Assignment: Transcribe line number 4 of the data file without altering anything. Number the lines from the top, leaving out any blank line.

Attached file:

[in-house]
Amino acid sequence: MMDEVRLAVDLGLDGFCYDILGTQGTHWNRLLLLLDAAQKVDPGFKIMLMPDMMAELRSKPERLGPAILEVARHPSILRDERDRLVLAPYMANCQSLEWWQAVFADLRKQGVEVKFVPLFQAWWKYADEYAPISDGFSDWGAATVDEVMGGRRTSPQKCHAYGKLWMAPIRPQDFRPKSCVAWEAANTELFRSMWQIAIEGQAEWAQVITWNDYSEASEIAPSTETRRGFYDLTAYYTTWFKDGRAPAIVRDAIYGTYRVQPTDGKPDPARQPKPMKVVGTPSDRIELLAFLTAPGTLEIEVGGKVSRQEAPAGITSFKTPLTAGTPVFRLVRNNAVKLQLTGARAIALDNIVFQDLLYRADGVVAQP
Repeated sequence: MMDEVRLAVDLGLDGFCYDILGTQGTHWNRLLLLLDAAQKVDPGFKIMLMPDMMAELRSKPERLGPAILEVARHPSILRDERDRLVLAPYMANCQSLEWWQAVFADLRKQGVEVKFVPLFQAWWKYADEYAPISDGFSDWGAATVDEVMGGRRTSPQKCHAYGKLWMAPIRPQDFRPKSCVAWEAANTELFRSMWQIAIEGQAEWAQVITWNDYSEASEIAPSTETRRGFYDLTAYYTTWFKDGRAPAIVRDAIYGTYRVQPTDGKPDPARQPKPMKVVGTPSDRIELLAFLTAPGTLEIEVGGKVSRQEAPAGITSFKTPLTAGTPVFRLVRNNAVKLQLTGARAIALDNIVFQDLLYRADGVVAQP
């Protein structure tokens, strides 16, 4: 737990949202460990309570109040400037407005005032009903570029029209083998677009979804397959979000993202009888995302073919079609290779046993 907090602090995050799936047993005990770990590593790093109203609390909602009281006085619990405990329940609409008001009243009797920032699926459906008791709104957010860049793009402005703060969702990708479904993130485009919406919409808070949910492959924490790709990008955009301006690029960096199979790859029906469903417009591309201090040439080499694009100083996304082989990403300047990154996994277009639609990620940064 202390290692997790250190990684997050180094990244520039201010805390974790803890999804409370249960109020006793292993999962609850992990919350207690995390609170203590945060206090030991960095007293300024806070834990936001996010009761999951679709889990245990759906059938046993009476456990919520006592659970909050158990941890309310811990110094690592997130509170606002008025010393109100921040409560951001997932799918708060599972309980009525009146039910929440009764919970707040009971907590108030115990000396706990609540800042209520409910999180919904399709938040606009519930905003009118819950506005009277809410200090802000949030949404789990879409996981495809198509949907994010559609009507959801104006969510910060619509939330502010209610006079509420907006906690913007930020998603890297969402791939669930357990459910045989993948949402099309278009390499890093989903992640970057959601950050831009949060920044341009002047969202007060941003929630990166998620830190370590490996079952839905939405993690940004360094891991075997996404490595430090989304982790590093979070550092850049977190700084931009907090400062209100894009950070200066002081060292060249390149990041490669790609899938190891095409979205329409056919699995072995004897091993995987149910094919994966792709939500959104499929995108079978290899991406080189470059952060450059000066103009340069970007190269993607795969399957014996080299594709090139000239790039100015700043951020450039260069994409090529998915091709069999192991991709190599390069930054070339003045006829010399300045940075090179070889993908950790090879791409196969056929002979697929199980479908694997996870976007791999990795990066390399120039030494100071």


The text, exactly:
């Protein structure tokens, strides 16, 4: 737990949202460990309570109040400037407005005032009903570029029209083998677009979804397959979000993202009888995302073919079609290779046993 907090602090995050799936047993005990770990590593790093109203609390909602009281006085619990405990329940609409008001009243009797920032699926459906008791709104957010860049793009402005703060969702990708479904993130485009919406919409808070949910492959924490790709990008955009301006690029960096199979790859029906469903417009591309201090040439080499694009100083996304082989990403300047990154996994277009639609990620940064 202390290692997790250190990684997050180094990244520039201010805390974790803890999804409370249960109020006793292993999962609850992990919350207690995390609170203590945060206090030991960095007293300024806070834990936001996010009761999951679709889990245990759906059938046993009476456990919520006592659970909050158990941890309310811990110094690592997130509170606002008025010393109100921040409560951001997932799918708060599972309980009525009146039910929440009764919970707040009971907590108030115990000396706990609540800042209520409910999180919904399709938040606009519930905003009118819950506005009277809410200090802000949030949404789990879409996981495809198509949907994010559609009507959801104006969510910060619509939330502010209610006079509420907006906690913007930020998603890297969402791939669930357990459910045989993948949402099309278009390499890093989903992640970057959601950050831009949060920044341009002047969202007060941003929630990166998620830190370590490996079952839905939405993690940004360094891991075997996404490595430090989304982790590093979070550092850049977190700084931009907090400062209100894009950070200066002081060292060249390149990041490669790609899938190891095409979205329409056919699995072995004897091993995987149910094919994966792709939500959104499929995108079978290899991406080189470059952060450059000066103009340069970007190269993607795969399957014996080299594709090139000239790039100015700043951020450039260069994409090529998915091709069999192991991709190599390069930054070339003045006829010399300045940075090179070889993908950790090879791409196969056929002979697929199980479908694997996870976007791999990795990066390399120039030494100071």